Like most of those who take the virtues of the “new strategy” for granted, Schwarz asserts rather than demonstrates, and finds great satisfaction in the fact that “American strategic thought has by now overcome the reluctance to admit power as an element of national policy.” Few would deny the truth of this observation, but many might be tempted to wonder whether American strategic thought has swung so far away from the old reluctance that it has elevated military power to the central element of national policy. When one considers how American power has been used in the military interventions of the past few years there is good reason to question the validity and the wisdom of the new sophistication in the Pentagon. One might even wonder whether the civilian defense strategists, working on government-financed contracts at scores of nominally independent research institutes that could not long survive without such contracts, have performed much of a service in applying slide rules and computers to equations of military power.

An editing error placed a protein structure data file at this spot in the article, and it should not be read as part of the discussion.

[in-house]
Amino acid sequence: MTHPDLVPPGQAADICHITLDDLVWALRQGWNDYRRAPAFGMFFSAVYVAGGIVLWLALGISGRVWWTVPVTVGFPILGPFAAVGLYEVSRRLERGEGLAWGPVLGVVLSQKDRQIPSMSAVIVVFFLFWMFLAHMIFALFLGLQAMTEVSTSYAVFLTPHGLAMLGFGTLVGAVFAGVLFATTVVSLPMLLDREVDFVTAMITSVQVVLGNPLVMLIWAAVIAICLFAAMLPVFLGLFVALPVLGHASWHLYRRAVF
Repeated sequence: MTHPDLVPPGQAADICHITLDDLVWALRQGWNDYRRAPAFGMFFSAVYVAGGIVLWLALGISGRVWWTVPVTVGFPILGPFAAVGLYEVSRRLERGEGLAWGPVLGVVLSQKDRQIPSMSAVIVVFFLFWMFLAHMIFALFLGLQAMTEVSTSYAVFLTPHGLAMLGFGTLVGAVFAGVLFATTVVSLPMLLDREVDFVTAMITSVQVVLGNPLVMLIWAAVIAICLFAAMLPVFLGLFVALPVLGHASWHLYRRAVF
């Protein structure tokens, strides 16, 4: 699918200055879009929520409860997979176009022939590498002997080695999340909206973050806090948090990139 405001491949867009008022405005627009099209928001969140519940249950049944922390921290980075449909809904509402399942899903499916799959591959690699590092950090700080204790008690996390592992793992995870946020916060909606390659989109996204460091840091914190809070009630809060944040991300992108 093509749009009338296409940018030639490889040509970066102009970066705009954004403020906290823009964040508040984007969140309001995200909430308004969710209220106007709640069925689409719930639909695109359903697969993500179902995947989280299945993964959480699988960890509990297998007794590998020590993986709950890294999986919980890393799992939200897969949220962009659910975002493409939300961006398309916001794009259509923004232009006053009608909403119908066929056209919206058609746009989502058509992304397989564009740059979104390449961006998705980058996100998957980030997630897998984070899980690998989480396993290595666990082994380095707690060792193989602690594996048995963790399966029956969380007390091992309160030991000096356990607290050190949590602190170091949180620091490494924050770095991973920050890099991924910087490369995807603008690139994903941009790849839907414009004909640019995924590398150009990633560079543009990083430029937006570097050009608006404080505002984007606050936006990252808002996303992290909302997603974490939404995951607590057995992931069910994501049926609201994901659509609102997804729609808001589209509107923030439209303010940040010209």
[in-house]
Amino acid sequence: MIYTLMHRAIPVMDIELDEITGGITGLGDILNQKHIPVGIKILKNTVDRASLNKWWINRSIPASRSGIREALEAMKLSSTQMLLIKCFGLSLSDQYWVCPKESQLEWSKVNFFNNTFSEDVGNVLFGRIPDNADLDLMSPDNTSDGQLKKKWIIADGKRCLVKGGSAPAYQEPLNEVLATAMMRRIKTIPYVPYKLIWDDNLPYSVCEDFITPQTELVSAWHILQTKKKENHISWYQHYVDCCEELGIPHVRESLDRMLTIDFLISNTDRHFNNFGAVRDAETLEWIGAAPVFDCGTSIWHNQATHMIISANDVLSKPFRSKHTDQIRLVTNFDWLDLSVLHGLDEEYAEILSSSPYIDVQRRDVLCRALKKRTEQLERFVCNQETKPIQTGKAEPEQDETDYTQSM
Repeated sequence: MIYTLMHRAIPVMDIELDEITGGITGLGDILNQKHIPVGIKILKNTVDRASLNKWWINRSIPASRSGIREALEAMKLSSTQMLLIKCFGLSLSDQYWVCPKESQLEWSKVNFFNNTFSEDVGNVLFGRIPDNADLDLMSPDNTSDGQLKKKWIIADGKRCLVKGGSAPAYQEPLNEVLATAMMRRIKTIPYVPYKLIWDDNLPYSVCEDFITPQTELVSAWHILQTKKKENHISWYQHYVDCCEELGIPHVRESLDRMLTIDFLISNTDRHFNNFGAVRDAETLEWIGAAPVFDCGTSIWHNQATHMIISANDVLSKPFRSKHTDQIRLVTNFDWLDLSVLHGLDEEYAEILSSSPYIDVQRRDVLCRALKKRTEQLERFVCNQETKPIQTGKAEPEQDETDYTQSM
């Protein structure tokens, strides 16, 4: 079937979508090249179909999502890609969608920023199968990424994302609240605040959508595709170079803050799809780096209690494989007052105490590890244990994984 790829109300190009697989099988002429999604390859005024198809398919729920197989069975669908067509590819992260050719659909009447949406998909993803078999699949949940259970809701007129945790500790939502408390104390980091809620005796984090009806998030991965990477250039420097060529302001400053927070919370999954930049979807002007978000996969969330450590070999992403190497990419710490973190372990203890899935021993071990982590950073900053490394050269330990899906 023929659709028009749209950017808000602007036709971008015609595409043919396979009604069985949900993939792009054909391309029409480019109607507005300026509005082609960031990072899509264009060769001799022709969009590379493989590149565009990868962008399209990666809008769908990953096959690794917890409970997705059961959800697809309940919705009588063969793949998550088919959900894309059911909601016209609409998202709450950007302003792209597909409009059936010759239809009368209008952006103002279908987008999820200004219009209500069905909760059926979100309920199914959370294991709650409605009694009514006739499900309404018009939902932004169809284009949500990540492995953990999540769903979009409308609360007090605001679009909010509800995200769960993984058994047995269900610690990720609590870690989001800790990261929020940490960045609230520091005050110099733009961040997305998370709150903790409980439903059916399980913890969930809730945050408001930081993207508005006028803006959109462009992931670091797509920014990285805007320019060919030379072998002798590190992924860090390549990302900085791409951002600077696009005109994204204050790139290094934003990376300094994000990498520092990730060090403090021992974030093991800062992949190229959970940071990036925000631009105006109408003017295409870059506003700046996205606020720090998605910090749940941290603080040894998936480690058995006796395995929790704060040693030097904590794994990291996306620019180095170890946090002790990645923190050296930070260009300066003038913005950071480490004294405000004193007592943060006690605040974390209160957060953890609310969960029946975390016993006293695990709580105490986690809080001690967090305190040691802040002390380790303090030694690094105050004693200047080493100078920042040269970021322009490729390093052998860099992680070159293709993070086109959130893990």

We have all learned our Clausewitz, and recite as a catechism the litany that war is a continuation of diplomacy by other means. But perhaps, with the aid of the defense intellectuals, we have learned it too well, and see war as a substitute for diplomacy—particularly where our own military power is so great as to overcome the cautions that would normally be imposed upon it by the demands of politics. To discuss strategy outside a political context is rather like devising theories of birth control without considering how people live. Yet too often this can be found in the writings of even the best defense strategists.